- 25 May 20
No. 15 in a series. Interview: Shamim Malekmian
Sinéad Walsh used to get a bus from Dublin to Cork, every week, to host an open mic. She didn't mind the journey: belly laughs awaited her in Cork.
Once in the city, she'd run to the pub Roundy, where the CoCo Comedy Club used to host its open mics on Monday nights. Soon, young, wary stand-ups would approach her one by one. Sinéad would write their names down on a piece of paper. She’d then run downstairs to distribute flyers, and running back up again to light the candles. It was a labour of love, inside the healthy heart of a snug comedy scene – and she loved it.
A queer woman with an array of colourful experiences that make for a chirpy stand-up routine, Sinéad has spent the lockdown rediscovering the world. Her show, performed with fellow comic Ailish McCarthy is entitled WingWoman. It was slated to run at the Glasgow Comedy Festival in March, but – inevitably – this was cancelled. The show would have marked the comedian's first festival run. That said, the lockdown can be a time for much-needed revaluation, Sinéad tells Hot Press.
Did your life change after the lockdown?
I suppose at the beginning, I thought it was a great opportunity to write and do those kinds of things, but it's mentally challenging even to do that. My show with Ailish was cancelled: we were supposed to go to Brighton with it in May, and I was going to be over in the UK for a few gigs. We were also meant to be in Edinburgh Fringe in August. But I think it made me revaluate my life. It made me realise that I was fitting my life around comedy, and now that is not the case anymore, I feel a big void. Not to be depressed about it (laughs).
How did you cope with the cancellations?
I'm very fortunate in the sense that I still have my day-job, and I'm working from home. I know a lot of comedians were relying heavily on the money from gigs, but fortunately, I'm not in that position. But you know yourself: in the past year, I've gone hell for leather. I worked hard to start making a name for myself. I suppose, with all the cancellations, the main worry is thinking that all the hard work is gone, I'm sure that is not the case, but that is the kind of thing I worry about. It is also tough to see all my friends who were relying heavily on money, struggling to pay their rent. Out of nowhere, everything is gone.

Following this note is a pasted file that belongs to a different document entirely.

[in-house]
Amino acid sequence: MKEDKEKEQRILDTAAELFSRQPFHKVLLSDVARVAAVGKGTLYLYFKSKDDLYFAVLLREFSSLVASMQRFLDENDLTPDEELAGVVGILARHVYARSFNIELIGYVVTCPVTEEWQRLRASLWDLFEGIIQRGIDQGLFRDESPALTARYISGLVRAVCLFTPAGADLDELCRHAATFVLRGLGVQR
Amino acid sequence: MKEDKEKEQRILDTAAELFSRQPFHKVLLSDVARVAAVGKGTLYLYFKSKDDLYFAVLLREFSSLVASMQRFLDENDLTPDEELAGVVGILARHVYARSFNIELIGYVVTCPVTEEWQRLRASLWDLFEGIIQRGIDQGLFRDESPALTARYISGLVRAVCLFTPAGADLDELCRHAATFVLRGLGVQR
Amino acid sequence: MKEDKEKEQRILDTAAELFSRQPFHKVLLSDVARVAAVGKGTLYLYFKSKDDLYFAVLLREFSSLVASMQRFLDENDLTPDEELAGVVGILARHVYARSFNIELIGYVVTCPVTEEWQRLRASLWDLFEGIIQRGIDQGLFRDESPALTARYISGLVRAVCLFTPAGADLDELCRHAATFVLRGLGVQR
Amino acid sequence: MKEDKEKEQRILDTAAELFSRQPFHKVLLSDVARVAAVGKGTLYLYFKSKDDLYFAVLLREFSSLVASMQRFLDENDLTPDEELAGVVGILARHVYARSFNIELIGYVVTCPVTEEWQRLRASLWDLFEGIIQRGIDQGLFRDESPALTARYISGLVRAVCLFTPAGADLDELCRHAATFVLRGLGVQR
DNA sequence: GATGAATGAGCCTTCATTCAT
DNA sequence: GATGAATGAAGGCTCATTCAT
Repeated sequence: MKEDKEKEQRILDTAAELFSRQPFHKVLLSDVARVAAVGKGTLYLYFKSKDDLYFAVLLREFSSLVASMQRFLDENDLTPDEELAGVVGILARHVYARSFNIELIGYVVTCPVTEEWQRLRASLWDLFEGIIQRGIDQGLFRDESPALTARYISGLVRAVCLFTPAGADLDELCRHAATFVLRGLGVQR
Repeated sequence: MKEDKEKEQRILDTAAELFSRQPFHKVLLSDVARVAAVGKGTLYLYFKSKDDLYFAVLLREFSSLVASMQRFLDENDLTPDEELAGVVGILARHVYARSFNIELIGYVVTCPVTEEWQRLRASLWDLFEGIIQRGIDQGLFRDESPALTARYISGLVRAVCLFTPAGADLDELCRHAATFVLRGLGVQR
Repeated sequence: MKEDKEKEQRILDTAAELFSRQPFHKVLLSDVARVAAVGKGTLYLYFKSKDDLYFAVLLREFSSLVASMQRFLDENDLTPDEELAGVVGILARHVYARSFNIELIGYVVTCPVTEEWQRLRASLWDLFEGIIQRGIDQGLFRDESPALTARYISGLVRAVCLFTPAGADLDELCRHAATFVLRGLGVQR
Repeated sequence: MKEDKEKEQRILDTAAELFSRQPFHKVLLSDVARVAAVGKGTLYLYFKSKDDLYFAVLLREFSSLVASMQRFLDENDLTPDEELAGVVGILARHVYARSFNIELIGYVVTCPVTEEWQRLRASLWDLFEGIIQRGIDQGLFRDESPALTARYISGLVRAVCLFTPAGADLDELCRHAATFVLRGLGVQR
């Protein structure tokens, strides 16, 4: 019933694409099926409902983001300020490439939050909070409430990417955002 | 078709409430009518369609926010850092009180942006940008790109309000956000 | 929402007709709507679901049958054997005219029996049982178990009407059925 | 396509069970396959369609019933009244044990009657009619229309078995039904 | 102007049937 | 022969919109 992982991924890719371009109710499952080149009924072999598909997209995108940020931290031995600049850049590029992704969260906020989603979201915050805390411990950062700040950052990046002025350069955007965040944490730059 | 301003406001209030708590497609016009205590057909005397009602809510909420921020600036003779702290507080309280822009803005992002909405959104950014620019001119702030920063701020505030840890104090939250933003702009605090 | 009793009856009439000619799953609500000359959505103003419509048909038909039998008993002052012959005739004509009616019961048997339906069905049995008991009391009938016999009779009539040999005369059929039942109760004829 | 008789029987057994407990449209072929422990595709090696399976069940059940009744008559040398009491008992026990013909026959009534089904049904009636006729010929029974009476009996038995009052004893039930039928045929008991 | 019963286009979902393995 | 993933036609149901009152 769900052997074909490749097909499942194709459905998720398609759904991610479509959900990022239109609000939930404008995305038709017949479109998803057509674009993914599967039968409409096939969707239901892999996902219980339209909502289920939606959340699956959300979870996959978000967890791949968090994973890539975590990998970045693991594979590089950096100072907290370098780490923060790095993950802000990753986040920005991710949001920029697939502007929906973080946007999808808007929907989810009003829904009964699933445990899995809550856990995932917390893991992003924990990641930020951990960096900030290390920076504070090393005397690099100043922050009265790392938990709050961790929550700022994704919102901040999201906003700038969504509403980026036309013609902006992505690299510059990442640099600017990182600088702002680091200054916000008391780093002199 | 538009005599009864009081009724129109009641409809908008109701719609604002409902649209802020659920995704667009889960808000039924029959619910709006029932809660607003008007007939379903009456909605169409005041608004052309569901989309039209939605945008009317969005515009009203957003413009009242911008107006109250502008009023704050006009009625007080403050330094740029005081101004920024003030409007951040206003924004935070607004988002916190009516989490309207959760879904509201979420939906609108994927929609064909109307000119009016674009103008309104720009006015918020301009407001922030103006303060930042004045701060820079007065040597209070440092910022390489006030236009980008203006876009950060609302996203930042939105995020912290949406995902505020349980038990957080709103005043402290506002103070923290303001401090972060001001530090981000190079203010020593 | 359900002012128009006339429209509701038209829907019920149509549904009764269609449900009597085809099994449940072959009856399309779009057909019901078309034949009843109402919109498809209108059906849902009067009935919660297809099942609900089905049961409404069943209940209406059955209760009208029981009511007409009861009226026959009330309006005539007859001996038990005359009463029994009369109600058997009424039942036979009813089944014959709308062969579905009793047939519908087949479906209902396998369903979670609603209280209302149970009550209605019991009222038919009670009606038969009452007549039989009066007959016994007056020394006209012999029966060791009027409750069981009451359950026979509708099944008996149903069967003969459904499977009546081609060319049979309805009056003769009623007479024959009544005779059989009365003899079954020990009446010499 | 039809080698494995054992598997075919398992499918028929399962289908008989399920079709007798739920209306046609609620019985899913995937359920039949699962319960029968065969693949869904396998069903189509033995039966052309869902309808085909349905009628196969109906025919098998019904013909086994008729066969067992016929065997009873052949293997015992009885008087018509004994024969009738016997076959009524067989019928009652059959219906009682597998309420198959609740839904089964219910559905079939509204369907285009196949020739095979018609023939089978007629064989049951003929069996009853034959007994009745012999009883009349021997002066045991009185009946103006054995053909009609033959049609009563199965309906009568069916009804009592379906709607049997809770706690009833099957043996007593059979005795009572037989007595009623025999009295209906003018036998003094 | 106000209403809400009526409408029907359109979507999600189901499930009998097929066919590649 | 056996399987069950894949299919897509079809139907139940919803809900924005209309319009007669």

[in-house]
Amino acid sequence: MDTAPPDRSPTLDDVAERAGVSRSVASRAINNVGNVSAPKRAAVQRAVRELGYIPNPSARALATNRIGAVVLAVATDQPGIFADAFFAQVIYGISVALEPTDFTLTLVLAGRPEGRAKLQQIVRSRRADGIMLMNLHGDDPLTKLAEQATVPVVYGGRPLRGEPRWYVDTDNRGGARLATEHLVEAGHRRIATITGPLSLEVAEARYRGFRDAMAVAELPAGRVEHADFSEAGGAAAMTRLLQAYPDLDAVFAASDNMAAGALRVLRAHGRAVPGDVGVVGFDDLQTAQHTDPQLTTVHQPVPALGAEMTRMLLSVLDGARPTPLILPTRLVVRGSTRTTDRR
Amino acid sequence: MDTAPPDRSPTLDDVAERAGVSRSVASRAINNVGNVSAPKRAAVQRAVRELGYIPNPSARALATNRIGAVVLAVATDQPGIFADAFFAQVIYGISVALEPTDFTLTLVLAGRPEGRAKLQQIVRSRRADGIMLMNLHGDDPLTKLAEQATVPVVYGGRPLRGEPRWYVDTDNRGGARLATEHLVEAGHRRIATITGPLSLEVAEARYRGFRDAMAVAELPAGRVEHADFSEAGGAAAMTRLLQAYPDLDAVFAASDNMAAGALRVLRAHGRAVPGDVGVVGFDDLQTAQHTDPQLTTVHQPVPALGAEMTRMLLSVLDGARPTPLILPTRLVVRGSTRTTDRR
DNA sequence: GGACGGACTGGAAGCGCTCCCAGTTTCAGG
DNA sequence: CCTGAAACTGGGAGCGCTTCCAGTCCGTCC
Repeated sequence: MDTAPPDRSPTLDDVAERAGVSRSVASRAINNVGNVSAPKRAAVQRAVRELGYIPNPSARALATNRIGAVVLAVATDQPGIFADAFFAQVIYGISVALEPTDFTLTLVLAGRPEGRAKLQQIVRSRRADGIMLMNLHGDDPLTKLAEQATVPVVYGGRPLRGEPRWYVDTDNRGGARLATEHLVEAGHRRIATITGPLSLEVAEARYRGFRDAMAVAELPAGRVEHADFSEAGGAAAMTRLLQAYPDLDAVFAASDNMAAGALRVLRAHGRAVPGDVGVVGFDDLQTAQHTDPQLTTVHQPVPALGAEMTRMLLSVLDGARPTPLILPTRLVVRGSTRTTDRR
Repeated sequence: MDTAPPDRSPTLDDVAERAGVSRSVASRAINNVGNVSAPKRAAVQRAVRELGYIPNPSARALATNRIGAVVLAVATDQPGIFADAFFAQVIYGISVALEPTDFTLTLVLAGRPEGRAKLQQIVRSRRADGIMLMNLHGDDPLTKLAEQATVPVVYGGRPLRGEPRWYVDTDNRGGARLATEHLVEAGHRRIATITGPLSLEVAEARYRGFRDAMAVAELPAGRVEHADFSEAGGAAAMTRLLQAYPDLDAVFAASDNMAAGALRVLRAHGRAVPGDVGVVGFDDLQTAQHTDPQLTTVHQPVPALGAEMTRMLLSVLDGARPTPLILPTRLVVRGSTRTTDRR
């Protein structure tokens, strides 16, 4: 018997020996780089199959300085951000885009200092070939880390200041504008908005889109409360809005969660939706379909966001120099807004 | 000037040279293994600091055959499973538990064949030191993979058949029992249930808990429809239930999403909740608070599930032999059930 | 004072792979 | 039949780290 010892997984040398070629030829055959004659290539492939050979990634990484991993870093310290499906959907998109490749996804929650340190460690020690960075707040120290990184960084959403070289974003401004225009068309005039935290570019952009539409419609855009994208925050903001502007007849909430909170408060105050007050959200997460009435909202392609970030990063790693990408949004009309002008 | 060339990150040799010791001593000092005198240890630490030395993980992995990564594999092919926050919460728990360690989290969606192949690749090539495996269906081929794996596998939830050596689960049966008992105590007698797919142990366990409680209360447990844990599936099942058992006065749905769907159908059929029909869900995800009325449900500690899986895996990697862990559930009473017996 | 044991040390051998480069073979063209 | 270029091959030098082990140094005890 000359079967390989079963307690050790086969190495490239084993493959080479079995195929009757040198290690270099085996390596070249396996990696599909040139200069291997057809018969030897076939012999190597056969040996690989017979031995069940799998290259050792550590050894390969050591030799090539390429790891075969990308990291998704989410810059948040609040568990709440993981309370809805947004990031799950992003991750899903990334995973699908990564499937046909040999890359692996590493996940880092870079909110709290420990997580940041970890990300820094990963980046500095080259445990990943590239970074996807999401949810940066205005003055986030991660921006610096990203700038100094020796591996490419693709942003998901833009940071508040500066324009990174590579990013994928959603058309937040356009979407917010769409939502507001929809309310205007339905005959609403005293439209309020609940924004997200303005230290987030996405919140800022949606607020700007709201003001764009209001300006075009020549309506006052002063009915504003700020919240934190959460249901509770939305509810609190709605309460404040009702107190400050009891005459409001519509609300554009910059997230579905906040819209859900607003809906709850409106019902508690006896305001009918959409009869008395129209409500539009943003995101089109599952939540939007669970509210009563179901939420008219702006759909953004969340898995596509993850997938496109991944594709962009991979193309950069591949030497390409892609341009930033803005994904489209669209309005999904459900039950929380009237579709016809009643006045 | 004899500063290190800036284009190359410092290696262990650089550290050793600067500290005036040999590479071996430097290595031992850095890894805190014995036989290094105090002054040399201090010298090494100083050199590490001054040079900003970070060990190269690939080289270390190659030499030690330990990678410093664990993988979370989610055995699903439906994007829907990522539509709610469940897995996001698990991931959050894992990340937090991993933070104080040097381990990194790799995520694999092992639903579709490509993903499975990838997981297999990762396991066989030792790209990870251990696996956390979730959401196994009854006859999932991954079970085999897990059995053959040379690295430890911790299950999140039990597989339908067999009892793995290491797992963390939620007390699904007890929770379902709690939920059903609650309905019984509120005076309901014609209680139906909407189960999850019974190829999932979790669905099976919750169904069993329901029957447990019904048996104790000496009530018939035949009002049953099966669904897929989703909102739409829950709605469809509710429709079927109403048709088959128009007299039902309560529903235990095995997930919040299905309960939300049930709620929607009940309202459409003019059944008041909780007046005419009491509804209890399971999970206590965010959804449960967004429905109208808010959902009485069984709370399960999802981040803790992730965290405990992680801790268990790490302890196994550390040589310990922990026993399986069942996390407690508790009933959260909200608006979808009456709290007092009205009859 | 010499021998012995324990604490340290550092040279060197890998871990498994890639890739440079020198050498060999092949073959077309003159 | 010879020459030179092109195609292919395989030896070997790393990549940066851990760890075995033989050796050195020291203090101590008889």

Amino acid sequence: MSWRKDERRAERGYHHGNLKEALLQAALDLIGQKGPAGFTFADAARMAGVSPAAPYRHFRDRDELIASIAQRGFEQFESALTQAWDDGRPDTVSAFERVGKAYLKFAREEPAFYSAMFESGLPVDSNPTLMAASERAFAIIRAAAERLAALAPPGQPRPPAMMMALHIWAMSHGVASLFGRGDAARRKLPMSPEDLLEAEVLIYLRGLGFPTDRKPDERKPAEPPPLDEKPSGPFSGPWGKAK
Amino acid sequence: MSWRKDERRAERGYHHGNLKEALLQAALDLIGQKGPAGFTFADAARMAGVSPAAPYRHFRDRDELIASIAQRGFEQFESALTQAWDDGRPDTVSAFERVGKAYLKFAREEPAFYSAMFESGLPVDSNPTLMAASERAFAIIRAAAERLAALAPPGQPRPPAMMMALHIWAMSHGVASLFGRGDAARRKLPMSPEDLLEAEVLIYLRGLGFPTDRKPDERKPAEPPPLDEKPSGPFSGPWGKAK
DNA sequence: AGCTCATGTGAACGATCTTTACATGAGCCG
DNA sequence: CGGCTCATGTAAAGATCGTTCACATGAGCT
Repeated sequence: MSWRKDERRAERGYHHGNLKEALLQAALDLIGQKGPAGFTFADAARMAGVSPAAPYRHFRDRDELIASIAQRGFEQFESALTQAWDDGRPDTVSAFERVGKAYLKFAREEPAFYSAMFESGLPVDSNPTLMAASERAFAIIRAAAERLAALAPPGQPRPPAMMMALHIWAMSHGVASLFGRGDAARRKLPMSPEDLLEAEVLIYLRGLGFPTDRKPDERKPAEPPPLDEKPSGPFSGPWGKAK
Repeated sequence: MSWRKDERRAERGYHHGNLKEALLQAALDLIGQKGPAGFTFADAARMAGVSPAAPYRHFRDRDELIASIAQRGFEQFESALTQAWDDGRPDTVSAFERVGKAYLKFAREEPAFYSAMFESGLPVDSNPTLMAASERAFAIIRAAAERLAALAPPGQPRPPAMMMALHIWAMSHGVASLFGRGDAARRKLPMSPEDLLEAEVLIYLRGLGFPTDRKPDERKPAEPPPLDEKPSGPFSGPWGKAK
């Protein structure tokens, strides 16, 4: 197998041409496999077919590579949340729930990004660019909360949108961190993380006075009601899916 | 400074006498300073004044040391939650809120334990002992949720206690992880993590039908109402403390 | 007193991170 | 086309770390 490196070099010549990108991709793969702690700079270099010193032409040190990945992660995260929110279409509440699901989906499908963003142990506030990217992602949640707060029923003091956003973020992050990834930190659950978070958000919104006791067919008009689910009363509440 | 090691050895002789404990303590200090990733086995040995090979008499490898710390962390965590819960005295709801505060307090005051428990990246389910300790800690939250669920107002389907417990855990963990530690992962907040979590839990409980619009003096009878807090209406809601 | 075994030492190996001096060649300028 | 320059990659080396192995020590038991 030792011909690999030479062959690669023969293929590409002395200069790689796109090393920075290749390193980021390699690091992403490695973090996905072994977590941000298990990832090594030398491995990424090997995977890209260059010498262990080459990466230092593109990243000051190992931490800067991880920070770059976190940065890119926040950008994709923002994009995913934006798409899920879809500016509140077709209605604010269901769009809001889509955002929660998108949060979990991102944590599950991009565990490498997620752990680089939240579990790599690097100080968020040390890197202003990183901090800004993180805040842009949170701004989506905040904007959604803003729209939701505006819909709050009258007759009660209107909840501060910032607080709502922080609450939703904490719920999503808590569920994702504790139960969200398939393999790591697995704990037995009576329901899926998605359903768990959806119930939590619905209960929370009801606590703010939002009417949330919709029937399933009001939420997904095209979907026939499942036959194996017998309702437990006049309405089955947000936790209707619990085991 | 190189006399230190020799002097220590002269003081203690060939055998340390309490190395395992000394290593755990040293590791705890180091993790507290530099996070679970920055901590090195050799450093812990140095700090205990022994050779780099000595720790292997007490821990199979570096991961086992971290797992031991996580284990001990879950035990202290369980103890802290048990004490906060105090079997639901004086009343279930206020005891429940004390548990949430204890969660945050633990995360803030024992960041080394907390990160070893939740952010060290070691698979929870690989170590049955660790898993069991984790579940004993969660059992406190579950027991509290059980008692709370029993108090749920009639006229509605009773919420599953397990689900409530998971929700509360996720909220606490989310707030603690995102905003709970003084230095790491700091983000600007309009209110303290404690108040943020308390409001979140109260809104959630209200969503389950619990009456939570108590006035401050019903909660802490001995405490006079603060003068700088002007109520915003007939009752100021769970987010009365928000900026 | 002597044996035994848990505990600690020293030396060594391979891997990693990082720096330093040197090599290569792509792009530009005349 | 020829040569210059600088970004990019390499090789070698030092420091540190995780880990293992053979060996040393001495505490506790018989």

How’s life in lockdown for you?
I'm staying with my girlfriend. We go for walks – she has dogs, and we take them to a big park. I have a PlayStation that I haven't touched in, like, a year. But I get a lot angrier or upset about small things. I guess it has been the main impact of it.
What do you miss the most about the everyday, outside world?
I miss my family and friends; I miss seeing them at the drop of a hat. I miss waking up on a Sunday and looking at my calendar, and going, 'Okay, I'm in Kerry Tuesday, I'm in Cork, Wednesday, I'm in wherever'. I just told my girlfriend that I would love to be stressed about a gig right now.
Is there anything you wrongly took for granted?
Comedy audiences. I feel like after we're back, I'm going to hug every single member of the audience, after the show. I think we took for granted how fortunate we were that people would come to see us. I took them for granted.
Will live comedy change after the pandemic?
That is something I spend a lot of time thinking about, and I fall into a rabbit hole every time. Initially, I think every comedian is going to have a new, 10- or 20-minutes material which is great. In an ideal world, I’d hope it would make us appreciate it all more. Especially in Ireland, we deal with everything with humour – I think that's more important than ever.